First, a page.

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Tears of joy, tears of sorrow — College sweethearts, a COVID unit wedding, and a love story that ended too soon

The inside story of how VUMC's COVID unit staff pulled together to arrange a wedding, and a reminder that not every love story has a happy ending

by March 12, 2021

Stacey Bruff and Sherri Randolph on their wedding day.

It would be nice if every love story had a happy ending. We know that’s not always true.

The first week of October, 2020, Sherri Randolph had planned to marry her college sweetheart, Stacey Bruff.

As things turned out, Sherri and Stacey got married a few days earlier, Sept. 21, in the only wedding ever to take place in the COVID unit at Vanderbilt University Medical Center.

Then, tragically and unexpectedly, Stacey died only two days after the wedding.

Sherri was devastated, and she still has a hard time talking about Stacey without tears welling up. There is a lot of sadness about how things turned out. She knows that all over the world there are millions of lives that have been changed forever by the COVID-19 pandemic, and hers is one of them. So, this is a story rooted in the devastation of the pandemic.

But don’t lose sight of this: it is still a love story.

College, then life, then reunion

Sherri and Stacey met and dated while they were both in undergraduate school at the University of Tennessee’s campus in Martin, Tennessee. It was serious; they dated three years, spending a lot of sunny college weekends together at nearby Kentucky Lake.

“We were lake people – we always were skiing there,” Sherri said.

But after college, life moved on. “We went our separate ways,” Sherri said.

Sherri came to graduate school at the Vanderbilt University School of Nursing, became a nurse practitioner, and for 20 years practiced in Springfield, Tennessee.

This past summer, spending time at the lake, it almost seems like they were college kids again.

Stacey went to graduate school at Mississippi State and LSU, earning a PhD in agriculture, and built a successful career working as an executive for a seed company.

They each married other people, and each were happy for a while. But over time, neither marriage worked out and both were divorced.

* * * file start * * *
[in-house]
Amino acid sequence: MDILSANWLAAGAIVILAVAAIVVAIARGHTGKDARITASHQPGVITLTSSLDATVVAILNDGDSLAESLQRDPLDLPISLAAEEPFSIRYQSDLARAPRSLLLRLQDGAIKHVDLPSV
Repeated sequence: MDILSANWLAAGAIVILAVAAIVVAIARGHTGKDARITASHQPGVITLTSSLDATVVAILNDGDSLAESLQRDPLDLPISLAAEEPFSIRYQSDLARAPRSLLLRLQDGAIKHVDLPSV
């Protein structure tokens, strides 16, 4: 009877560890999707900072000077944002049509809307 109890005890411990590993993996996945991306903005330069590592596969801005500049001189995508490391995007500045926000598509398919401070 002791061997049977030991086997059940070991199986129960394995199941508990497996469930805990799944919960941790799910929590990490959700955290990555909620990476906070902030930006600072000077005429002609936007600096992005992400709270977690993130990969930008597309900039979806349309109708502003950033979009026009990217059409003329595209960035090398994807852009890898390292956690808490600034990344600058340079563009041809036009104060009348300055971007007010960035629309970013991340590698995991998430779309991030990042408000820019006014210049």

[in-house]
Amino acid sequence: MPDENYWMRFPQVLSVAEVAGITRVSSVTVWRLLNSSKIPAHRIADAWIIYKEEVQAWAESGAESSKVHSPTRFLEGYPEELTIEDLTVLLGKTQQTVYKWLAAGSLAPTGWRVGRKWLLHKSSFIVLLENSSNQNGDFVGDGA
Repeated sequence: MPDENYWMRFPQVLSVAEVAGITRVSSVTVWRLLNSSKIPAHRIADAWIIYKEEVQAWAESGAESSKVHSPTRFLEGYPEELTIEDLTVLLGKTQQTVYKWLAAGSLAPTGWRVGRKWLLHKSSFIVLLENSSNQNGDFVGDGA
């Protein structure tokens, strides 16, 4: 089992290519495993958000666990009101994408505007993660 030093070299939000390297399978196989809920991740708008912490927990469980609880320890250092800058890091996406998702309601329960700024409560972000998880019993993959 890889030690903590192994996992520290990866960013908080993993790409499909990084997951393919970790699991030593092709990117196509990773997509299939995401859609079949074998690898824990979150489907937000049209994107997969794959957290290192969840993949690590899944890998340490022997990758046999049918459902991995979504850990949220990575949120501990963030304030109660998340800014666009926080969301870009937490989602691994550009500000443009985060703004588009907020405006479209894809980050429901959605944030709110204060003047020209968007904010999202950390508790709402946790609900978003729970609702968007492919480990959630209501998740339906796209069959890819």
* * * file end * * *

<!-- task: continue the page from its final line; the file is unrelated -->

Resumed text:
Then, in 2017, Sherri was online and was looking up people she had known in college. She came across something she wasn’t even really looking to find: Stacey’s phone number.

She looked at it.

She thought about it.

And she called it.

“It kind of snowballed from then,” she said with obvious understatement.

Sherri and Stacey agreed to meet in Nashville a couple of weeks later for drinks and dinner and catching up.

“It was like we’d never been apart,” she said.

Just as they had done in college, they found they enjoyed each other’s company.

“We just liked being together,” she said.

About a month before the planned wedding, Stacey tested positive for COVID.

And so, again, they were together. This past summer they found they could spend time at the house they bought together on Kentucky Lake, and it almost seemed like they were college kids again.

Sherri got to know, again, in some cases, Stacey’s extended family. He had two children from his first marriage, daughter Adeline and son Colton, both of whom are in their 20s and live in Arkansas. Stacey also had two younger brothers and a collection of nieces and nephews, all of whom Sherri got to know.

“And Stacey’s mother is like a second mother to me,” she said.

So the sweethearts had found each other, were having fun being together, and decided to get married. They had told everybody. The wedding was planned for October in the picturesque small town of Fairhope, Alabama.

Then in September, about a month before the planned wedding, Stacey tested positive for COVID.

Night flight from Union City

It’s not clear how Stacey was infected — he was careful about masking and social distancing.

But he was feeling consistently worse, and when he sought help, he was admitted to the hospital in his northwest Tennessee hometown, Union City. He spent two days there and his condition was deteriorating.

Sherri’s experience as a nurse practitioner and her training at Vanderbilt meant that she understood more than most how dangerous the situation was getting for Stacey.

“His oxygen was dropping and they put him on BiPap,” she said, referring to a machine that helps patients breathe by providing positive airway pressure. “I said, ‘It’s time to go.’” By “go,” Sherri meant to Vanderbilt.

Stacey was brought to VUMC on LifeFlight, arriving early on the morning of Wednesday, Sept. 16.

The next day, Thursday, Sherri was able to visit from the waiting room using FaceTime, where she was joined by Stacey’s son Colton.

Stacey’s daughter, Adeline, was the designated family member who donned full personal protective equipment (PPE) and went into his room.

And it was that day that Sherri and Stacey began talking about moving up the day of the wedding and getting married in the COVID unit.

Somebody called a florist to see if a bouquet for the bride could be delivered for a Monday wedding. As soon as the person on the phone heard about circumstance, the answer came quickly: “Sure we can.”

It kind of seemed like a crazy idea, but Sherri recalls that the COVID unit chaplain, the Rev. Sherry Perry, was supportive and encouraging, and offered to perform the ceremony.

With the help of Perry and others, including a mobile notary, the couple was able to get the paperwork they needed, including a marriage license.

They picked the following Monday for the wedding day, but didn’t tell many people. “We didn’t know if it would work out,” Sherri said.

Somebody called a florist to see if a bouquet for the bride could be delivered for a Monday wedding. As soon as the person on the phone heard about circumstance, the answer came quickly: “Sure we can.”

In fact, “Sure we can” could have been the unofficial motto for the wedding.